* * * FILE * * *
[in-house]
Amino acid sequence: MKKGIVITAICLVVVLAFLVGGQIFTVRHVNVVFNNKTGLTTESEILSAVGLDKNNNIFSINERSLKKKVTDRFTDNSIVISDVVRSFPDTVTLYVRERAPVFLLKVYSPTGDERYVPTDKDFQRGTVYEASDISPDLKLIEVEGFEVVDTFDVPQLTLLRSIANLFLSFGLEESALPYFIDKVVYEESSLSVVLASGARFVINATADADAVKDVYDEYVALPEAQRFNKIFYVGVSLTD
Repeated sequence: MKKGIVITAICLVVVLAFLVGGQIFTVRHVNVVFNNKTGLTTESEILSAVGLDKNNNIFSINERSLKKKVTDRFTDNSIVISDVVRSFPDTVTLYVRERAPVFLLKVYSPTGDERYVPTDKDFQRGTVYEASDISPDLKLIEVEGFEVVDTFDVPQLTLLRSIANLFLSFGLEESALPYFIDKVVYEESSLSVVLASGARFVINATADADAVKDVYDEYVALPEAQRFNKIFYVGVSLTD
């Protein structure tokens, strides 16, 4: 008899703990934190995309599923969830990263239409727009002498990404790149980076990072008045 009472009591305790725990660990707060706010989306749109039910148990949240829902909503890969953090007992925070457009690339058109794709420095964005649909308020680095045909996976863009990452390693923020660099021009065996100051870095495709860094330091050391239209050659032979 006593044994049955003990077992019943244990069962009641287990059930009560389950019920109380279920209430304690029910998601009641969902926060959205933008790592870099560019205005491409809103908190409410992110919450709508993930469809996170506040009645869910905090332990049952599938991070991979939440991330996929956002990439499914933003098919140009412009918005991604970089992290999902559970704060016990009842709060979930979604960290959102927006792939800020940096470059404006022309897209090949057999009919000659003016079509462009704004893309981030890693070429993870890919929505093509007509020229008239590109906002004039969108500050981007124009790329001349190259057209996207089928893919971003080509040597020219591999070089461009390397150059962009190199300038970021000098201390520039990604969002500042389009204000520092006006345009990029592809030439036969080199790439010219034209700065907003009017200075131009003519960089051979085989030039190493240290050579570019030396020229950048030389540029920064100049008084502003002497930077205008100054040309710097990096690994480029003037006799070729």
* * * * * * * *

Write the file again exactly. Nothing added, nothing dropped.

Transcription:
[in-house]
Amino acid sequence: MKKGIVITAICLVVVLAFLVGGQIFTVRHVNVVFNNKTGLTTESEILSAVGLDKNNNIFSINERSLKKKVTDRFTDNSIVISDVVRSFPDTVTLYVRERAPVFLLKVYSPTGDERYVPTDKDFQRGTVYEASDISPDLKLIEVEGFEVVDTFDVPQLTLLRSIANLFLSFGLEESALPYFIDKVVYEESSLSVVLASGARFVINATADADAVKDVYDEYVALPEAQRFNKIFYVGVSLTD
Repeated sequence: MKKGIVITAICLVVVLAFLVGGQIFTVRHVNVVFNNKTGLTTESEILSAVGLDKNNNIFSINERSLKKKVTDRFTDNSIVISDVVRSFPDTVTLYVRERAPVFLLKVYSPTGDERYVPTDKDFQRGTVYEASDISPDLKLIEVEGFEVVDTFDVPQLTLLRSIANLFLSFGLEESALPYFIDKVVYEESSLSVVLASGARFVINATADADAVKDVYDEYVALPEAQRFNKIFYVGVSLTD
């Protein structure tokens, strides 16, 4: 008899703990934190995309599923969830990263239409727009002498990404790149980076990072008045 009472009591305790725990660990707060706010989306749109039910148990949240829902909503890969953090007992925070457009690339058109794709420095964005649909308020680095045909996976863009990452390693923020660099021009065996100051870095495709860094330091050391239209050659032979 006593044994049955003990077992019943244990069962009641287990059930009560389950019920109380279920209430304690029910998601009641969902926060959205933008790592870099560019205005491409809103908190409410992110919450709508993930469809996170506040009645869910905090332990049952599938991070991979939440991330996929956002990439499914933003098919140009412009918005991604970089992290999902559970704060016990009842709060979930979604960290959102927006792939800020940096470059404006022309897209090949057999009919000659003016079509462009704004893309981030890693070429993870890919929505093509007509020229008239590109906002004039969108500050981007124009790329001349190259057209996207089928893919971003080509040597020219591999070089461009390397150059962009190199300038970021000098201390520039990604969002500042389009204000520092006006345009990029592809030439036969080199790439010219034209700065907003009017200075131009003519960089051979085989030039190493240290050579570019030396020229950048030389540029920064100049008084502003002497930077205008100054040309710097990096690994480029003037006799070729």